Copyright © 2018 Antonio Valenti
The authors have declared that no competing interests exist.
Over last decades, climate change and environmental degradation are seriously jeopardizing the future environmental and economic sustainability at global level arousing interest in the “green growth paradigm” 1.
In 2012, during the United Nations Conference on Sustainable Development (UNCSD or Rio+20), the world leaders, together with the thousands participants coming from Governments, private sectors, non-governmental organizations (NGOs) and other groups, identified the green economy as a new solution to both traditional challenges for development represented by poverty, malnutrition, economic stagnation and to all new global threatens represented by climate change and environment deterioration 2.
Few months before, the Europe 2020 strategy for “smart, sustainable and inclusive growth”, calls for the Member States of the European Union (EU) to aim to a sustainable growth “.. separating the economic growth from the use of resources, building up a sustainable and competitive economy, targeting the development of new processes and technologies, including green technologies 3.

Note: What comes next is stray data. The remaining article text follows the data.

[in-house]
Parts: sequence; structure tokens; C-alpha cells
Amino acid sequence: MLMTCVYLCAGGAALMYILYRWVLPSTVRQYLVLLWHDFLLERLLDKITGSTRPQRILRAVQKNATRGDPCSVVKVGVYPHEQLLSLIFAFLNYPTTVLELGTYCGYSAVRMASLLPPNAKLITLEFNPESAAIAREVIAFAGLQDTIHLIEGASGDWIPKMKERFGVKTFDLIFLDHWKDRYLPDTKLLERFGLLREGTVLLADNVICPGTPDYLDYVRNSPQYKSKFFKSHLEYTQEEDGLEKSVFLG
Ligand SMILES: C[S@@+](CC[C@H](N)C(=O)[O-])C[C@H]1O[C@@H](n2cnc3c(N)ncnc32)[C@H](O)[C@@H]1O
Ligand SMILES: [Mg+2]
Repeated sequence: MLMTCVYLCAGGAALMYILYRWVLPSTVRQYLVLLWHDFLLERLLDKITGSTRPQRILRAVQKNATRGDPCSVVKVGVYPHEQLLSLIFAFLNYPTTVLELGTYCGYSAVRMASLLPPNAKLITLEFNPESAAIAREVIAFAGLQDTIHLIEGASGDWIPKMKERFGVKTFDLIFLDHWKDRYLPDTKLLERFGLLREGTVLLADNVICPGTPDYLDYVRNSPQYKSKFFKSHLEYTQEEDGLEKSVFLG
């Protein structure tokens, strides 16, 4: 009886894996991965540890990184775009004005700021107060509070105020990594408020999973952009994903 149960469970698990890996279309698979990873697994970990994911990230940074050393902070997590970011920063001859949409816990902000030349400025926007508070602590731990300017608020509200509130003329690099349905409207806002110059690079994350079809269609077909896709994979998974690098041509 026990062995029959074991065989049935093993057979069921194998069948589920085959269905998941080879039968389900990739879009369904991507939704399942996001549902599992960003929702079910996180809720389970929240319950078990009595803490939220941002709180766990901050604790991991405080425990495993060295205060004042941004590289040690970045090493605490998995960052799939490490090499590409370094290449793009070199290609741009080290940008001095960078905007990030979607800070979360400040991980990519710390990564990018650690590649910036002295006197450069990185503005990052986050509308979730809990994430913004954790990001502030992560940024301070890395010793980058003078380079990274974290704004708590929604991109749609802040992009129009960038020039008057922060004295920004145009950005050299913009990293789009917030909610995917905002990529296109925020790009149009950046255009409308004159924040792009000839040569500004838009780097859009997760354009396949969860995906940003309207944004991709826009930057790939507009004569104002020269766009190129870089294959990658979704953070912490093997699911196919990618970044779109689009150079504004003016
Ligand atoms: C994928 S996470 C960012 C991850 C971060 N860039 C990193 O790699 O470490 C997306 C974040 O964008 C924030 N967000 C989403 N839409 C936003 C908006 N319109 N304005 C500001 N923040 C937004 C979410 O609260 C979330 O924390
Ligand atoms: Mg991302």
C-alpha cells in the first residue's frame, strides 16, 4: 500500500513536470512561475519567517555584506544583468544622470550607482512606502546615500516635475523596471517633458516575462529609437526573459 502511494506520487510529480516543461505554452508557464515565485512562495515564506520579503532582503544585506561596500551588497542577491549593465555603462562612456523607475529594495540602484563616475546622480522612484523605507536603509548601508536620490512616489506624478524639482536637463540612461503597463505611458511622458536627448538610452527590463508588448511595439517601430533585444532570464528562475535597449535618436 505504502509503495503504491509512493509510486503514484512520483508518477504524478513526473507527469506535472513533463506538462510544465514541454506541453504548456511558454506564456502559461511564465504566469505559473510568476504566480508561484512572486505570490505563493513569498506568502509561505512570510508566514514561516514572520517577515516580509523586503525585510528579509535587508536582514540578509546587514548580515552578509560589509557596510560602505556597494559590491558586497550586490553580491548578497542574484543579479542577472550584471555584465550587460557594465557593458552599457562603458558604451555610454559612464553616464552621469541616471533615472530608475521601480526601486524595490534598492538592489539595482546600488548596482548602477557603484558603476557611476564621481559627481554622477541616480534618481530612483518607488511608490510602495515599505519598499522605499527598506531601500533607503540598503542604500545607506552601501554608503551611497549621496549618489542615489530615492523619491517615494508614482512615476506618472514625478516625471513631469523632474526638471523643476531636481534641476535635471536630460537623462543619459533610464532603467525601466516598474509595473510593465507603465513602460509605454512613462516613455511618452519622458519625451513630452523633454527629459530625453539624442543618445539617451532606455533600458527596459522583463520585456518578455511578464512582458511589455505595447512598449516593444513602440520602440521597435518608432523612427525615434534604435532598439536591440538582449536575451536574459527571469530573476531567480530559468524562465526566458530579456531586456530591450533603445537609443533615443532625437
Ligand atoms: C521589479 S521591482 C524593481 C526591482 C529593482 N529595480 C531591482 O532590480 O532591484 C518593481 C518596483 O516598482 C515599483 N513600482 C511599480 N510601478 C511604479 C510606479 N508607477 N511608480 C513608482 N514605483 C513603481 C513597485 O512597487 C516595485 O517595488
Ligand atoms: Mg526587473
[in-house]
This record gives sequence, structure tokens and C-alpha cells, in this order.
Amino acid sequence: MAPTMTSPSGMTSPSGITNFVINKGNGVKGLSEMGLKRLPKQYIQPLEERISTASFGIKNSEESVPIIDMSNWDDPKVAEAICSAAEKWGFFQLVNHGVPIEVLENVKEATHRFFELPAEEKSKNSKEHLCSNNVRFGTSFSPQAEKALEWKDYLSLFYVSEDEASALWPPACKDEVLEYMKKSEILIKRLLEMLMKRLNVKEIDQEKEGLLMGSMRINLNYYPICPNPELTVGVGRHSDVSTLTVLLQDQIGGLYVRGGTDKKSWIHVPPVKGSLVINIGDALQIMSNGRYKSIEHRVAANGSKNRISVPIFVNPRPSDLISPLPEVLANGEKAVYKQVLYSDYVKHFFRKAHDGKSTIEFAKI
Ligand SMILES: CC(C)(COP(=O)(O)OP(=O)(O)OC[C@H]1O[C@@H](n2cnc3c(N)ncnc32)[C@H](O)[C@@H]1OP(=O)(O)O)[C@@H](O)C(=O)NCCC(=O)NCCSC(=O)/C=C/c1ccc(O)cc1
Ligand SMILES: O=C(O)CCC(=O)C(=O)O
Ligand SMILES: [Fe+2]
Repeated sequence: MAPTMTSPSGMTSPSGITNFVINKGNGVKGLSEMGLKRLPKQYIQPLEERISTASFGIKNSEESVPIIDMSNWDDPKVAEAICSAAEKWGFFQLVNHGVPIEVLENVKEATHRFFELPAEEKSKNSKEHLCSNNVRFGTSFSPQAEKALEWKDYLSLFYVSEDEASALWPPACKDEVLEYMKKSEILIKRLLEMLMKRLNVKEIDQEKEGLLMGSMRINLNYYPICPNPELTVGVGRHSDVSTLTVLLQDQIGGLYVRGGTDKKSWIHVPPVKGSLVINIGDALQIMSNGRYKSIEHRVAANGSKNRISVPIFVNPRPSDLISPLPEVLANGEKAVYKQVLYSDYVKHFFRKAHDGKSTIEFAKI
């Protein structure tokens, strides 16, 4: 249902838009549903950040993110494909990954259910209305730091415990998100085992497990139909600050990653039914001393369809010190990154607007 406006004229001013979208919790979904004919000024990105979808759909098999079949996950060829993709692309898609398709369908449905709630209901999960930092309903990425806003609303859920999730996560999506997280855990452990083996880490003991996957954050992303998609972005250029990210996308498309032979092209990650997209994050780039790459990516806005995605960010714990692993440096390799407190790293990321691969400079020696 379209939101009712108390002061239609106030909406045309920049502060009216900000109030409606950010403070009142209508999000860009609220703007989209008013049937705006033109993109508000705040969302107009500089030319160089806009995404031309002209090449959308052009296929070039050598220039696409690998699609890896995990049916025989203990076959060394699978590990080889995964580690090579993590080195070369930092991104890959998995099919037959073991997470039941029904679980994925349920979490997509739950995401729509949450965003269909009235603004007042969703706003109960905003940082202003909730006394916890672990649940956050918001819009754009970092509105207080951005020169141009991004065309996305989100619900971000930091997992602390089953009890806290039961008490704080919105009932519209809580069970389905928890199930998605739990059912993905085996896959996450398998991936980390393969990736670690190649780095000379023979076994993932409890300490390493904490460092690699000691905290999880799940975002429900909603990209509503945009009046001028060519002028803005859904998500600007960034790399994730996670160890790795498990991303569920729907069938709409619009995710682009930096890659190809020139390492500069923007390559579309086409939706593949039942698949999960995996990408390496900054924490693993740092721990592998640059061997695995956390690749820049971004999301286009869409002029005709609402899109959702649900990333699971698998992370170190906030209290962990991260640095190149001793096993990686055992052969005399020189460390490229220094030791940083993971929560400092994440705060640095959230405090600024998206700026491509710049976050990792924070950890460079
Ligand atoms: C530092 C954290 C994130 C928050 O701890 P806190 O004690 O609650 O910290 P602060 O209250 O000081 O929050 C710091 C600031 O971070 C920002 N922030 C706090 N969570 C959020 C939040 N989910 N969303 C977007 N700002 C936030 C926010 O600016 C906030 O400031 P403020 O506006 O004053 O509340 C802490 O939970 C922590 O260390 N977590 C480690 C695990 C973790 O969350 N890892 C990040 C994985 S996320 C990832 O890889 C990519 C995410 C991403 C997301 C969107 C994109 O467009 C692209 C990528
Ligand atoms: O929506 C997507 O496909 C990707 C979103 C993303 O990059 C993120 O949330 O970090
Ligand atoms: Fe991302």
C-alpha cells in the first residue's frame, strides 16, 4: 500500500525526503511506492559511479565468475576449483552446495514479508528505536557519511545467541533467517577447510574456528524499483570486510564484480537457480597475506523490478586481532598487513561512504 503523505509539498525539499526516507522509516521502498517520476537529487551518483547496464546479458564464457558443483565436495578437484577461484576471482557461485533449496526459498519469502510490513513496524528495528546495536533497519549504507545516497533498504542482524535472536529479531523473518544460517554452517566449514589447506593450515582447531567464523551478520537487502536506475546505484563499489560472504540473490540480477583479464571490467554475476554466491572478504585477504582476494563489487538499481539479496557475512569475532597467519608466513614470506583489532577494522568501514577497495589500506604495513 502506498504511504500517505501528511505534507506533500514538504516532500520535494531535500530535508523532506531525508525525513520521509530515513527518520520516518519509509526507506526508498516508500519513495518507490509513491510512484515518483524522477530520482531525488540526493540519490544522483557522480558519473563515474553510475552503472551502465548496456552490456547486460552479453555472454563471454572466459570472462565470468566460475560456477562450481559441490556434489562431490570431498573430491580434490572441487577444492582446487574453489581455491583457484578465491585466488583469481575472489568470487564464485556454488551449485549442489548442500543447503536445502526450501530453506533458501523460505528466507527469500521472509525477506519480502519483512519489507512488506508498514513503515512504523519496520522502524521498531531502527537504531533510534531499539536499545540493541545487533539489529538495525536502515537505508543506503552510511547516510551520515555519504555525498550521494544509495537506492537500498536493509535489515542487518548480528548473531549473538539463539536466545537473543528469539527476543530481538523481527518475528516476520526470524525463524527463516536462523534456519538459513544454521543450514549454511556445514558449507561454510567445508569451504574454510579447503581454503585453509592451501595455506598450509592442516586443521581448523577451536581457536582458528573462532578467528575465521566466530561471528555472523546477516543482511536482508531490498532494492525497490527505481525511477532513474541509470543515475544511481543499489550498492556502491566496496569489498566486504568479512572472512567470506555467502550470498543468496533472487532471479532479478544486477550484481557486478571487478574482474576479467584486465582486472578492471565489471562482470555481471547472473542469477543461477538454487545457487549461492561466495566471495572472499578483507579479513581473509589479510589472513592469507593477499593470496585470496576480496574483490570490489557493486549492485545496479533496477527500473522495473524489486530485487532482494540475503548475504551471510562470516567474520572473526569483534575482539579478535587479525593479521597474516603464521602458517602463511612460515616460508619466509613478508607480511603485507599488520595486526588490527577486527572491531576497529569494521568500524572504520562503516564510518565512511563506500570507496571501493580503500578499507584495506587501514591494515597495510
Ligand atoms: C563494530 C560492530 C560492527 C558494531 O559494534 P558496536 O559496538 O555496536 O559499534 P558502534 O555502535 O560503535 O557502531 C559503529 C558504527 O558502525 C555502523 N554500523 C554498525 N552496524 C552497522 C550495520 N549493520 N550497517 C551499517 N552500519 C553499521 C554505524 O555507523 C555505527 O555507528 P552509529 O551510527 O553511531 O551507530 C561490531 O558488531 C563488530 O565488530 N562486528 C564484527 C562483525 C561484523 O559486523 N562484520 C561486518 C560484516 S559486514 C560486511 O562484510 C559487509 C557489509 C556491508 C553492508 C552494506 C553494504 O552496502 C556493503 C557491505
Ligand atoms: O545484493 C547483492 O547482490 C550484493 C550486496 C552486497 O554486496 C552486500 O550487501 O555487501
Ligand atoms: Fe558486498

The shift to a sustainable, greener economy offers major opportunities for social development: the creation of more jobs, improvement in the quality of large numbers of jobs and social inclusion on a massive scale 4. However, the transition towards a greener economy poses new challenges for occupational health and safety (OHS). On the one hand, green jobs aim to safeguard environmental quality and/or produce green goods or services but, on the other, it is not yet clear whether they are safe for workers. Besides traditional work-related risks (chemical, physical, biological, etc.), green workers could potentially be exposed to “emerging” risks related to the introduction of new technologies, substances, processes, workforce changes, etc. 5.